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Friday, September 15, 2017

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The world's chocolate industry is driving deforestation on a devastating scale in West Africa.

Cocoa traders who sell to Mars, Nestle, Mondelez and other big brands buy beans grown illegally inside protected areas in the Ivory Coast, where rainforest cover has been reduced by more than 80% since 1960.

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Up to 70% of the world's cocoa is produced by 2 million farmers in a belt that stretches from Sierra Leone to Cameroon, but Ivory Coast and Ghana are the giants, the world's first and second biggest producers. They are also the biggest victims of deforestation. Ivory Coast is losing its forests at a faster rate than any other African country - less than 4% of the country is covered in rainforest. Once, one quarter was.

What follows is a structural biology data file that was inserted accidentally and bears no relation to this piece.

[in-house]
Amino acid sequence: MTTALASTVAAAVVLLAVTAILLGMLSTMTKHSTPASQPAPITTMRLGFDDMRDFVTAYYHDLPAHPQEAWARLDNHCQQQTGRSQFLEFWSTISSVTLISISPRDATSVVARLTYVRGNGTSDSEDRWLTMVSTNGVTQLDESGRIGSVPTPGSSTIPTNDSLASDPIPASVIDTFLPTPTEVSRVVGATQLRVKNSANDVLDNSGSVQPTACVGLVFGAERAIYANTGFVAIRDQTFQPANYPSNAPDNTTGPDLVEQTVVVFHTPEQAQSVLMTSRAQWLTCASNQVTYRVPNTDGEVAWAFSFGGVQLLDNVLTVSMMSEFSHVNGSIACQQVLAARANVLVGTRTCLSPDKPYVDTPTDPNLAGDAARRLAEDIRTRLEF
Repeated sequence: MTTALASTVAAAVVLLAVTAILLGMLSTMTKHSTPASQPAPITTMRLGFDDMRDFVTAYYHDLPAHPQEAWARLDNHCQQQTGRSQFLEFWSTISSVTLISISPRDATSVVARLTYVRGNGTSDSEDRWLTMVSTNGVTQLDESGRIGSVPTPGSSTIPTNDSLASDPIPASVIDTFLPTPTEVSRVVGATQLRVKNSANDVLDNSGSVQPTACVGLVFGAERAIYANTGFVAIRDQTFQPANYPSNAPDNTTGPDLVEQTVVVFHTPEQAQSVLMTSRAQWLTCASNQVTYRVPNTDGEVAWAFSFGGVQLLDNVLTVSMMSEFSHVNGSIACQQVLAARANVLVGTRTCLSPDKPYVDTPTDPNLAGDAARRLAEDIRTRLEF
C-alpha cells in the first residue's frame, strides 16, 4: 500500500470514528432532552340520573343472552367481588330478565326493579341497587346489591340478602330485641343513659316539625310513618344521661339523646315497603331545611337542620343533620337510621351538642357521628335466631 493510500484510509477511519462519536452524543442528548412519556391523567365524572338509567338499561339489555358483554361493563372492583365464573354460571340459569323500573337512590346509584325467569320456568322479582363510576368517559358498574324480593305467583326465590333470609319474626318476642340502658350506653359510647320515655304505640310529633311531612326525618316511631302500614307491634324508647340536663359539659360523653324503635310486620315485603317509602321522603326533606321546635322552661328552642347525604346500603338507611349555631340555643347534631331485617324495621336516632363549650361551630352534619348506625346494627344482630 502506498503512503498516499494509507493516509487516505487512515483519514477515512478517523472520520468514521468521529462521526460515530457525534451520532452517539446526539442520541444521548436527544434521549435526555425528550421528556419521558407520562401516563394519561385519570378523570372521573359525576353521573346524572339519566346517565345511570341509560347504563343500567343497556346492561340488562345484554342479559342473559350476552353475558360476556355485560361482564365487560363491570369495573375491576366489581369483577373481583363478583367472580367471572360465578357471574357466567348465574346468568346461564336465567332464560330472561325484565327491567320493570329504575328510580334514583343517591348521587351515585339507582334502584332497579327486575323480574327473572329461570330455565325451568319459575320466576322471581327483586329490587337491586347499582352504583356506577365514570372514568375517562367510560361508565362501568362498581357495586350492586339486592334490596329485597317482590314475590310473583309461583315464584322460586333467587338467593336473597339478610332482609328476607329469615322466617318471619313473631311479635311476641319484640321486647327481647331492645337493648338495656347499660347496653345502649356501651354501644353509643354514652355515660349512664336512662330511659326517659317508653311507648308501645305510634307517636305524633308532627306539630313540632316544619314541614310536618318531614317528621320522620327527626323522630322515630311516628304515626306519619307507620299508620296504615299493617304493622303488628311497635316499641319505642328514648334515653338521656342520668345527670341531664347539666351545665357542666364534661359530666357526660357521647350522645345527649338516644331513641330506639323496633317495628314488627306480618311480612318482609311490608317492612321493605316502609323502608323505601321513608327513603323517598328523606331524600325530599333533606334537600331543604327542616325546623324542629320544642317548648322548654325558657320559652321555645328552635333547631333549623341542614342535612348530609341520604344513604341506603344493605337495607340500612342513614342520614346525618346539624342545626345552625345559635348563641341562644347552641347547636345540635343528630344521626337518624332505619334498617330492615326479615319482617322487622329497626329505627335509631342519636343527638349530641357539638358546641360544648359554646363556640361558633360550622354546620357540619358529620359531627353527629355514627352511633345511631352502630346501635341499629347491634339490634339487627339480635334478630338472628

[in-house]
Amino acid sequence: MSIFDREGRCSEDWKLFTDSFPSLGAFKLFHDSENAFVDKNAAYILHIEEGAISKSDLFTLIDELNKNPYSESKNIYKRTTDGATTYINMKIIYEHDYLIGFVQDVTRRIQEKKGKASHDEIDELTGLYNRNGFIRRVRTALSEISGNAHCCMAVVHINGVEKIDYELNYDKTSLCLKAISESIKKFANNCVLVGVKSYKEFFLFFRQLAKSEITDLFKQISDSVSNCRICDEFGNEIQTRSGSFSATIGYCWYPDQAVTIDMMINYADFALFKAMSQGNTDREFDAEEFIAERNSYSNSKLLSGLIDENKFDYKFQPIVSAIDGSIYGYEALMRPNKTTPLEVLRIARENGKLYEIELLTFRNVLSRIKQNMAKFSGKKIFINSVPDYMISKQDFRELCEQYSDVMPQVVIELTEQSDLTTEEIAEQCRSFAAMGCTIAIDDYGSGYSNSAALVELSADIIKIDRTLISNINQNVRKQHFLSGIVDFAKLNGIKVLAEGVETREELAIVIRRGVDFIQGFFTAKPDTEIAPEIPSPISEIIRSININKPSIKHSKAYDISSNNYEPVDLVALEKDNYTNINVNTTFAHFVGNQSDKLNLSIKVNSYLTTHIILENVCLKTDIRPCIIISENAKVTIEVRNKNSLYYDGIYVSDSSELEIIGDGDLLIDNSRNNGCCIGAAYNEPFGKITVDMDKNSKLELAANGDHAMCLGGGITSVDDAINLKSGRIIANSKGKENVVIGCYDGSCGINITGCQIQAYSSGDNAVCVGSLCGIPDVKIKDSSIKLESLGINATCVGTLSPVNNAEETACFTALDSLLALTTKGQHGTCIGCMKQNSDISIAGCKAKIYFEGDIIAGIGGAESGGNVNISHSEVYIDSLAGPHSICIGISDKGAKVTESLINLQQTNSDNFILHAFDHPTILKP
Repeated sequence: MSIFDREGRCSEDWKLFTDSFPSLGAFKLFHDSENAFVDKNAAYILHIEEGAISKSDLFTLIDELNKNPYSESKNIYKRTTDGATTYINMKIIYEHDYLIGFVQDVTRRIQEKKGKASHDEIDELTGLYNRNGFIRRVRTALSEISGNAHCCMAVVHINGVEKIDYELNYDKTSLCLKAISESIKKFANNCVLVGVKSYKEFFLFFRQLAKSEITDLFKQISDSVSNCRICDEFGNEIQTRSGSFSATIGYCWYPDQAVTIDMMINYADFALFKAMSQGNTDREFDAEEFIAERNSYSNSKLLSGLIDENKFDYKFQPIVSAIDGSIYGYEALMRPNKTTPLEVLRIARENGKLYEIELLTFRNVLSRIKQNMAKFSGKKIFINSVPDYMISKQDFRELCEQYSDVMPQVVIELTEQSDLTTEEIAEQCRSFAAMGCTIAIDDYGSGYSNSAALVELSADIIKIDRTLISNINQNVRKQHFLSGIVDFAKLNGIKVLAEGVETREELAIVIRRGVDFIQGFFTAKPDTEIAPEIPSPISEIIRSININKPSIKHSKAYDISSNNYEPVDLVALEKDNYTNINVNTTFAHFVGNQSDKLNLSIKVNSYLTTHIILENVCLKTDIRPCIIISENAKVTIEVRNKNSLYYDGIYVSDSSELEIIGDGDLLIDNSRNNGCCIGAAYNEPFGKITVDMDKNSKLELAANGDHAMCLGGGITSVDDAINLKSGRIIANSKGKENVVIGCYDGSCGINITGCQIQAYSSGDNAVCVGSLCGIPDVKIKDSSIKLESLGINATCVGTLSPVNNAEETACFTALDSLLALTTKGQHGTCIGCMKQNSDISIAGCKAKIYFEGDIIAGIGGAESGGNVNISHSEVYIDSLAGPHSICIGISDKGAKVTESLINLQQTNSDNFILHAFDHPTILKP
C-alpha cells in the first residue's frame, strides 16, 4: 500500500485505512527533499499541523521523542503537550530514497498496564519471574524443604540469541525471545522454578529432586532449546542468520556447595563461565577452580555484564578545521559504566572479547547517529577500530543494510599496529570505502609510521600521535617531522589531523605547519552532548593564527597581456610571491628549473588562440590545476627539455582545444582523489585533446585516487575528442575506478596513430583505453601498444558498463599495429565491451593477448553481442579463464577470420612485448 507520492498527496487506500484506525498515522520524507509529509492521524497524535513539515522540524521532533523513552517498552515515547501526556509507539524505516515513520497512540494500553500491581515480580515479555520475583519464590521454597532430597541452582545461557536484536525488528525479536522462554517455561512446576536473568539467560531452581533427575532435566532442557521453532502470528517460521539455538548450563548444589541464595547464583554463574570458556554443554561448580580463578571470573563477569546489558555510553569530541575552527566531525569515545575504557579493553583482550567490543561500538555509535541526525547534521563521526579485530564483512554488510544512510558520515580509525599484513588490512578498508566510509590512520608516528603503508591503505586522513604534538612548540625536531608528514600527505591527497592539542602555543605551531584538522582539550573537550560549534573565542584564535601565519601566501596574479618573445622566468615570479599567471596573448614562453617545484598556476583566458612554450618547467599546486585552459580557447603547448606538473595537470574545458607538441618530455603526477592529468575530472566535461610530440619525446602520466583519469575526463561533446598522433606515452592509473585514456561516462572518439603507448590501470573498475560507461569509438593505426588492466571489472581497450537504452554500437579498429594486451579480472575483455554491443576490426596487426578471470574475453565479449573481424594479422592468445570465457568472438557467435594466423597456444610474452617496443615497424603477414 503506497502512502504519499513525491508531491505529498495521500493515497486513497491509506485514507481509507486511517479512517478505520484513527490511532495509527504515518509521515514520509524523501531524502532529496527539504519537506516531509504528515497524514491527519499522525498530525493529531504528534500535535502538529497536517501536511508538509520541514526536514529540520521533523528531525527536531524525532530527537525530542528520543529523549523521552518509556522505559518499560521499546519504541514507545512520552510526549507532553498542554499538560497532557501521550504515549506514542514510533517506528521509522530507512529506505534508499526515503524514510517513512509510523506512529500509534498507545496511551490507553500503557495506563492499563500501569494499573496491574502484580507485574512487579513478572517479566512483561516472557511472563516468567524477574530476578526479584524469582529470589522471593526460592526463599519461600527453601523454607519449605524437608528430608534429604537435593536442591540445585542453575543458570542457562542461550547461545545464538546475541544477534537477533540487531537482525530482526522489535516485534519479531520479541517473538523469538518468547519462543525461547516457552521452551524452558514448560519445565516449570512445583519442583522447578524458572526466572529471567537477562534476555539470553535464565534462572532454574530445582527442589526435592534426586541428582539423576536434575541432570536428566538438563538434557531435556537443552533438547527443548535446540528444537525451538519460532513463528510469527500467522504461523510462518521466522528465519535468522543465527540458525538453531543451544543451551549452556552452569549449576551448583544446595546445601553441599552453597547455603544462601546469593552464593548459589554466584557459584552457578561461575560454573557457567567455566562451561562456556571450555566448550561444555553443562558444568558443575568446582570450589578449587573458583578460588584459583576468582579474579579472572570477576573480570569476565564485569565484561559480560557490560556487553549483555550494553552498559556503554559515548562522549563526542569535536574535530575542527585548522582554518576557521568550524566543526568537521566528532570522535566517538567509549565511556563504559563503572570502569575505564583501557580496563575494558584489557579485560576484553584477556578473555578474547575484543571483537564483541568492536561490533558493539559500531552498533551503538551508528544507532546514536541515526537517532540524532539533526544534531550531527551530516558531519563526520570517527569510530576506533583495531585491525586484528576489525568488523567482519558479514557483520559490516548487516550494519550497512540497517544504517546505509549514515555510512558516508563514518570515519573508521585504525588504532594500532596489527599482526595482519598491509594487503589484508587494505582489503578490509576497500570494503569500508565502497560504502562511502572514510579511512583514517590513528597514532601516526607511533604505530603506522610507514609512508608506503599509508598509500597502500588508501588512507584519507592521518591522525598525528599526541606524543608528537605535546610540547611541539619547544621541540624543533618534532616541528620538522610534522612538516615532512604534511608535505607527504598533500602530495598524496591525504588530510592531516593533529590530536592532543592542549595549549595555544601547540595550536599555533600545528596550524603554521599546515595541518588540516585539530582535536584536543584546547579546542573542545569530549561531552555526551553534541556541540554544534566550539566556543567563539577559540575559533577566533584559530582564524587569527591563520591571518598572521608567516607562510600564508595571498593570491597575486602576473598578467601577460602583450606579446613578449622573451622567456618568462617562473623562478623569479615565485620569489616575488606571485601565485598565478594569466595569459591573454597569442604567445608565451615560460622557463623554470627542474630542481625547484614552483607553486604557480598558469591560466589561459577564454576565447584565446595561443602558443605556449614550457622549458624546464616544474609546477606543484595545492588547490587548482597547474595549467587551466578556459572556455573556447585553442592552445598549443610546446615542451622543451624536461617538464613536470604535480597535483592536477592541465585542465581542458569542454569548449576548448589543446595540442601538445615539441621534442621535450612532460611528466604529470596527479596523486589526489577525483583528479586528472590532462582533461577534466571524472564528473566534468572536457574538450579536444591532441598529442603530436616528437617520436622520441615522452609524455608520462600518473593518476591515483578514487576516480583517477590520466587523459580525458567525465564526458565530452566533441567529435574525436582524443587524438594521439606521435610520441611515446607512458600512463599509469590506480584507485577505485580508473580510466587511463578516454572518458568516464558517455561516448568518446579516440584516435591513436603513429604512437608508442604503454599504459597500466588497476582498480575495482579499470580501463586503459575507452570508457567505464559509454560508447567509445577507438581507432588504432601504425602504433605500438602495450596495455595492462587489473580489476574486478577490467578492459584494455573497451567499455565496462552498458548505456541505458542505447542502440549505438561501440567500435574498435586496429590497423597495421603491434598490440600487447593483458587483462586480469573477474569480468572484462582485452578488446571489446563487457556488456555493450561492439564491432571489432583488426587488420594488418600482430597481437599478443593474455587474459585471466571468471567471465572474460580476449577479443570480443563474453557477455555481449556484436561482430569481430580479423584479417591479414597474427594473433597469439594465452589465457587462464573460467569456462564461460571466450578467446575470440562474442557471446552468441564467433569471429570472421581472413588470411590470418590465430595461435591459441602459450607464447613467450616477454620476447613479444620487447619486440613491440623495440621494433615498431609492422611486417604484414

The ballooning global demand for chocolate means that if nothing is done, by 2030 there will be no forest left, according to the environmental group Mighty Earth which today publishes an investigation into deforestation caused by chocolate. The final, insulting irony is that locals are so poor they could never afford to eat a Mars bar.

In recent years, the annual rate of deforestation inside parks has doubled, and in both Ivory Coast and Ghana, it is going twice as fast as deforestation in unprotected areas.

Cocoa is a monster that will eventually eat itself, scientists say. Farmers will miss the trees they cut and burned down for the very reason that their shade would have protected their cocoa plants from increasingly parched, dry seasons, driven by cutting down trees.

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